Next, I cut my lining from the same fabric as my outer shell, then sewed the lining to the shell, right sides together, along the top seam. then I inserted the boning and sewed the lining to the shell right sides together along the bottom seam. Once turned right side out, I had clean-finished seams along the top and bottom and two open ends. These open ends were important and you will see why in a minute.

Next, I placed the bustier on my dressform for draping the lace. This is the most use I have ever gotten out of my form. I decided I wanted the lace edge to run along the bottom edge of the bustier, so I positioned the lace as such and started pinning it to the shell layer underneath, easing as I went. Because lace is very moldable, you can shape it over the curves of your body without having to use seams and darts. If you look closely at my detail photos, you will see the seams of the bustier shell underneath but no seams in the lace. I was very glad it worked like this because I was terrified of having to match lace patterns!

For the top of the bustier, I folded the lace over to the inside and did not try to use the lace’s border here. Next, I started tacking the lace to the shell/muslin layer by hand, using the open ends to access the area between the shell and lining. This was the most time-consuming part but also the most enjoyable. I have never been much of a hand sewer but I thoroughly enjoyed the process of making this bustier. I worked on my handstitching in the evenings, at the office between patients, and any other time I could squeeze in. All total, I probably spent 4 hours tacking the lace down.

Bustier Detail collage

Next, I hand-picked a centered side seam zipper. I used the advice in Ann’s blog post and used a full-length dress zipper instead of a separating zipper. The longer zipper makes it easier to get in and out of the bustier and to zip yourself up in it without help, and the long tail is tucked up inside and snapped to the zipper tape. The bustier was finished off with a hook and eye at the top of the zipper.

And let me tell you how marvelous it was to wear! I didn’t spend all night hiking my top up or worrying about wardrobe malfunctions. I didn’t put a waist stay in yet, but I plan to add one soon. Photos from the event can be found here, here, here (with my sis), and here. I purchased my garnet necklace from the Etsy seller Alison Storry.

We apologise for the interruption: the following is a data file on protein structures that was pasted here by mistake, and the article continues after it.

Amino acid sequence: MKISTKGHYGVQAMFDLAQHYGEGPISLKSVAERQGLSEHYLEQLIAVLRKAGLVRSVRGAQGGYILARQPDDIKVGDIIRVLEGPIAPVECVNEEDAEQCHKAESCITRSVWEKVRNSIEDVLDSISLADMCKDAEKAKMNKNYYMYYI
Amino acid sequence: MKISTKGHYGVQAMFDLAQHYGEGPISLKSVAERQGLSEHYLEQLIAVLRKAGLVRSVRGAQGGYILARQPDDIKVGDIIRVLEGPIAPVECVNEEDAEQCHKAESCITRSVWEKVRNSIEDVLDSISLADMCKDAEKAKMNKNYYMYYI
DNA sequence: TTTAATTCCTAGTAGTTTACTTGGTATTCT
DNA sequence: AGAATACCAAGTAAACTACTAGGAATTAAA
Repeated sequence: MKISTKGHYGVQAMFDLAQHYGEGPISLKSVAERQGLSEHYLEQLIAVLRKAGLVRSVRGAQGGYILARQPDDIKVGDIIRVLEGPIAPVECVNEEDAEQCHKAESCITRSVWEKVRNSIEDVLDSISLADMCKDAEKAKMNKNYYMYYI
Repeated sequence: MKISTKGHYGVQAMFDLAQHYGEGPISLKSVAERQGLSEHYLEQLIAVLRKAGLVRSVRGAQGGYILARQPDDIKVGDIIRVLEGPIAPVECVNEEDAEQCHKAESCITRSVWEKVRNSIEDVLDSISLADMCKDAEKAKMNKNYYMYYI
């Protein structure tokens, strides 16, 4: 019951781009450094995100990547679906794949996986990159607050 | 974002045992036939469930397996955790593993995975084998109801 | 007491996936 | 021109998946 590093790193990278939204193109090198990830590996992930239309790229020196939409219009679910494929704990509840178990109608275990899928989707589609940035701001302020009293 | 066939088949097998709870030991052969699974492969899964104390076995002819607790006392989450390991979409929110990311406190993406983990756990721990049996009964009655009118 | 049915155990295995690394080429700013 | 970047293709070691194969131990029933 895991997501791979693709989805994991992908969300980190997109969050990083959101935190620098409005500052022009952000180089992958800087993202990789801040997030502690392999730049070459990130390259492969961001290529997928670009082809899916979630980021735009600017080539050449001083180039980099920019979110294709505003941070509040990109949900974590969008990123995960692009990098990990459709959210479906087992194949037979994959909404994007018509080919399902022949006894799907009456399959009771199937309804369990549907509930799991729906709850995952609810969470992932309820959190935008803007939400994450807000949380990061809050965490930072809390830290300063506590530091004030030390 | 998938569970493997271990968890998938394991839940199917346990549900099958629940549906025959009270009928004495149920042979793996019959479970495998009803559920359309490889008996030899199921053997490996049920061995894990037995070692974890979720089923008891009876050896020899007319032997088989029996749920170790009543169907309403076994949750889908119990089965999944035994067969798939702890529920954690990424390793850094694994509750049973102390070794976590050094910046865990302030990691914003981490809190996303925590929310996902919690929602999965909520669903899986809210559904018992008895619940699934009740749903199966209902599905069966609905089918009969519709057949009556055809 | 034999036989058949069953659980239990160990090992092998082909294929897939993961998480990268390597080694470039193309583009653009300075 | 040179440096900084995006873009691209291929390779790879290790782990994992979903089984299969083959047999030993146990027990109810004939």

My fabrics were all purchased locally at Ely’s Fabric Warehouse in Mobile, Alabama. They have a nice selection of formal wear fabrics and lace. The skirt is made from a beautiful crimson silk charmeuse and the bustier’s shell and lining are poly satin and the lace is a beautiful, heavier-weight lace with a finished border along both edges (sorry I don’t know my lace terms).

While I will have to revisit my skirt drafting skills, I will definitely be making more iterations of the bustier top in both casual and dress versions. I think even this bustier can be dressed down a bit, perhaps with jeans for date night or like I wore it today to church.

Bustier casual

If you’re still there, thanks for reading about my mini-venture into couture sewing. Stay tuned for more!

Would you vote for me, please?

6 Sep

Evening, friends! I am dropping you a quick line to let you know that my recent make, the halter maxi dress in the Anna Maria Horner Sinister Swarms fabric from Hart’s Fabric is entered in their weekly Sew Your Hart Out contest. You can help me win a $50 gift card to Hart’s by liking this photo. And while you’re at it, I would love for you to “like” Susie Homemaker, MD on Facebook, too.

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Think you would like to win a prize from Hart’s? They are giving away weekly prizes for items made from their fabrics. You can also enter to win the grand prize of a brand new Janome sewing machine (no finished garments required!).

I hope to get some sewing done this weekend and will try to bring you another completed project next week (and this next one may be quite fancy). I may also have a Thirsty Thursday in the works. Stay tuned and happy weekend! And thanks for voting on my photo!

Spring Sewing Swap Reveal!

26 Jun


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Hi, friends!  As usual, I am a bit behind on posting things — my lovely parcel from the Spring Sewing Swap is no exception, considering that it is now officially summer!  Early last week I had the fun of receiving a nice little package all the way from Australia — from my new sewing friend Shelly at Shelly’s D.I.Y. Style.